Current estimates for Deckers have revenues in Q4 growing by 3.8% year-over-year, and earnings per share declining from $3.18 to $2.63, a decline of 17.3%. Those numbers leave a bit of room for a beat if Deckers comes in at its own guidance, revenue growth of 6%, and a 14% earnings decrease. Bulls are also excited by data that shows UGG boots were the #2 searched item on Cyber Monday. However, I always use this caution when thinking about data like that. Consider the following example. A husband bought his wife a pair of $400 UGGs for Christmas 2011. For Christmas 2012, he buys his two daughters each a pair of $200 UGGs. From this example, Deckers sold twice as many pairs of boots. However, revenues are flat, and due to this year's higher cost of goods sold and operating expenses, earnings are even lower. It's just an example, but it describes an important point.

The one item that makes Deckers somewhat unique is that it gives both quarterly and updated yearly guidance at every report. So when Deckers reports its fourth quarter and full-year results, they'll give us Q1 guidance as well as full-year 2013 guidance. The Q4 results are important, but investors will be really focused on 2013 guidance as it is expected to be a rebound year for earnings. Some short sellers are covering, but this stock has an extremely large short count. That's understandable, given that this company has given below-analyst expected guidance for four straight quarters.

For Deckers, the earnings trade is going to be a fun one, as this stock probably will move in the 10-20% range, or maybe even more if we get some really big news. I'm going to suggest a trade on this one, and it is hedging your bet if you try to gamble on this one, but only if options (preferably the weeklies) are cheap enough. For example, let's say Deckers goes into earnings at $40, and you are expecting a $6, or 15% move. If you want to be long, and can get a $40 put for like $1.00 to $1.50, it probably is worth it. You won't get the maximum gain if the stock jumps, but if you're on the wrong side of this trade, you'll be well protected. If those options are going for $2.00 or $3.00 though, it might not be the best idea. The same is true if you want to be short. Buy some calls.

lululemon (NASDAQ:LULU):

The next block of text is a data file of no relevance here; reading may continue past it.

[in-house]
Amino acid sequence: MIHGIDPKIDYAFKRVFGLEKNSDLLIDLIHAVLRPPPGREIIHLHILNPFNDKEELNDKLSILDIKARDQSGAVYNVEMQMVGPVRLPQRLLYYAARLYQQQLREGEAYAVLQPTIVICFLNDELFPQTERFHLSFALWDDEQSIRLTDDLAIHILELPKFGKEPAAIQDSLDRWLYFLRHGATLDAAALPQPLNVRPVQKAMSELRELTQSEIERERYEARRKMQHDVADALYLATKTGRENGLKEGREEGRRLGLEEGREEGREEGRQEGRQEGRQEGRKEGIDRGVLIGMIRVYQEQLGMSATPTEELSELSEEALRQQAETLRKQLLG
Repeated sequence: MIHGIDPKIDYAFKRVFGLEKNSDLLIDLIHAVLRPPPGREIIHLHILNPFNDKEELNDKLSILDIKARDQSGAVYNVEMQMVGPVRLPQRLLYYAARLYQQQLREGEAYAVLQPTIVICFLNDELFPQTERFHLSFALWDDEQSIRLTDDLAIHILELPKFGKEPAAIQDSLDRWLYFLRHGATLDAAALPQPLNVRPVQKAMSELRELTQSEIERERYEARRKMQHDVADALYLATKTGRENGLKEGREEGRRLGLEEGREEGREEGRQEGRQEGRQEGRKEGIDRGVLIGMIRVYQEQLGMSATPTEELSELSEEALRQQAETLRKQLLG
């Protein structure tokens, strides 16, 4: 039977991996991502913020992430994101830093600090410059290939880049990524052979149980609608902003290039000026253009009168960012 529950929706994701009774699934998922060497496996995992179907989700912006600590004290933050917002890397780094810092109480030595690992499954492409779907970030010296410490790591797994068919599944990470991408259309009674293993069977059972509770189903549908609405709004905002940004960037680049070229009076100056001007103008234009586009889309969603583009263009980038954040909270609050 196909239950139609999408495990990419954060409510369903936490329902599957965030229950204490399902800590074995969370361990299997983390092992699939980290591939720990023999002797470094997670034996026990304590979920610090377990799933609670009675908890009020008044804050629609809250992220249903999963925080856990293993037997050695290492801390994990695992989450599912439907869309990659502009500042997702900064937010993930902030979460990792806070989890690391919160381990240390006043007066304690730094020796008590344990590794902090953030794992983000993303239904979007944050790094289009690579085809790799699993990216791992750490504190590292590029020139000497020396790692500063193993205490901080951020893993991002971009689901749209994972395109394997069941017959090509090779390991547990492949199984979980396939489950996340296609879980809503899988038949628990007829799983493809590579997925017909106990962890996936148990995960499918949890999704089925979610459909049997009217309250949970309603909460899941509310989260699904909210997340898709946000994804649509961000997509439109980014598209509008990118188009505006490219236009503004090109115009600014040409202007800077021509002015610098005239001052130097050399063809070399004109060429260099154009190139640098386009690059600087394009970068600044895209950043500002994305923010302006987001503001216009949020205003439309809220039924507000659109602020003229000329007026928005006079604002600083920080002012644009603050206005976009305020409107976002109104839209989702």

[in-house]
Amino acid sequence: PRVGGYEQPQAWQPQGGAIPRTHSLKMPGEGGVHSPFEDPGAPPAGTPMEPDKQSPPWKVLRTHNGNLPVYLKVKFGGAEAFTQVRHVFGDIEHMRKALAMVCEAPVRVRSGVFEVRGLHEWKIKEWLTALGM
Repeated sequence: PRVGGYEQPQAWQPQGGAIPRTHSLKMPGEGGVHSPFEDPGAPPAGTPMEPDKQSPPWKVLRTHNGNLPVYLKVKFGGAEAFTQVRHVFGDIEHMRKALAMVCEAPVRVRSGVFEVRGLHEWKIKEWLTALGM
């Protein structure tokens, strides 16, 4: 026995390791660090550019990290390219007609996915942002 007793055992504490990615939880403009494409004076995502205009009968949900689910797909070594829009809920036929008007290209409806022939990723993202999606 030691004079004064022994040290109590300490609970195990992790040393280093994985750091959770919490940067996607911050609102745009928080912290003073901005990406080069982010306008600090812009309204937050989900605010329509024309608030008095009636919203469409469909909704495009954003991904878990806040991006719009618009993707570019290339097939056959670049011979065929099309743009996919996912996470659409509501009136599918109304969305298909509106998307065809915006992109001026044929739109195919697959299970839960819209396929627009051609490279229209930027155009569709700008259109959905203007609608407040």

lululemon is a Canadian based athletic apparel maker, known best for its line of yoga products. It's sometimes called the Canadian version of Nike (NYSE:NKE), and closely compared to Under Armour (NYSE:UA) as well. While the company is based in Canada, only about a quarter of its stores are. About two-thirds of the slightly over 200 stores are based in the United States, with some also in Australia and New Zealand.

The stock recently took a hit after the company pre-announced Q4 guidance, despite Q4 not being finished yet. This wasn't a typical case where a company gives financial guidance after the quarter has ended. However, this wasn't a warning either. Revenue guidance was forecast to be at the high end of the company's guidance, with earnings per share expected to beat. Again, there are about two weeks left in their actual quarter. But the revenue guidance was lower than analysts expected, sending this high-growth stock down.

My take is that analysts will take down their guidance on this name up until earnings, which probably sets up the company to "beat" analyst expectations. However, if analysts had listened when the company provided original guidance, we wouldn't have a "beat" after this "miss." The company has been known for beating its own guidance, but analysts have never adjusted their forecasts well. You can't blame the company for that.

The one caution I have is that when the company usually reports, their guidance is often below analyst estimates, like we just saw, and the stock takes a hit on the news. Even if they end up "beating" the Q4 numbers, guidance that is lower than estimates for Q1 or their next full year (ending January 2014) could send the stock lower. But over the past couple of years, the initial fiscal year guidance for the company turns out to be well below where they finish the year. Usually, we get two or three guidance raises during the year.